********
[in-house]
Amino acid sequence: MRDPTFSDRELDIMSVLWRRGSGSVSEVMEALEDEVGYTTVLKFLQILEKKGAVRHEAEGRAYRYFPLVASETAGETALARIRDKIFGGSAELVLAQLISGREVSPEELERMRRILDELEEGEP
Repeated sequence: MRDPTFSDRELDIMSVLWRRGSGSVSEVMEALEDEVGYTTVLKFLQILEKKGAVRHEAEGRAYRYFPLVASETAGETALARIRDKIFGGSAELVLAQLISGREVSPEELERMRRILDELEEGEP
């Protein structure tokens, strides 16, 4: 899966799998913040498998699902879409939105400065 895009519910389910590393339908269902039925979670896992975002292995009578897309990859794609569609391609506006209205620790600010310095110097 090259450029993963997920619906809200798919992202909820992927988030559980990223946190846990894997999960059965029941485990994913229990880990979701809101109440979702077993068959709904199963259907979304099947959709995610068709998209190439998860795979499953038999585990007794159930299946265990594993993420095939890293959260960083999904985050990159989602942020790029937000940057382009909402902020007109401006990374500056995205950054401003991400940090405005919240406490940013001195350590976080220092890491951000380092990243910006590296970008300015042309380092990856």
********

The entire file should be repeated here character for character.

[in-house]
Amino acid sequence: MRDPTFSDRELDIMSVLWRRGSGSVSEVMEALEDEVGYTTVLKFLQILEKKGAVRHEAEGRAYRYFPLVASETAGETALARIRDKIFGGSAELVLAQLISGREVSPEELERMRRILDELEEGEP
Repeated sequence: MRDPTFSDRELDIMSVLWRRGSGSVSEVMEALEDEVGYTTVLKFLQILEKKGAVRHEAEGRAYRYFPLVASETAGETALARIRDKIFGGSAELVLAQLISGREVSPEELERMRRILDELEEGEP
């Protein structure tokens, strides 16, 4: 899966799998913040498998699902879409939105400065 895009519910389910590393339908269902039925979670896992975002292995009578897309990859794609569609391609506006209205620790600010310095110097 090259450029993963997920619906809200798919992202909820992927988030559980990223946190846990894997999960059965029941485990994913229990880990979701809101109440979702077993068959709904199963259907979304099947959709995610068709998209190439998860795979499953038999585990007794159930299946265990594993993420095939890293959260960083999904985050990159989602942020790029937000940057382009909402902020007109401006990374500056995205950054401003991400940090405005919240406490940013001195350590976080220092890491951000380092990243910006590296970008300015042309380092990856």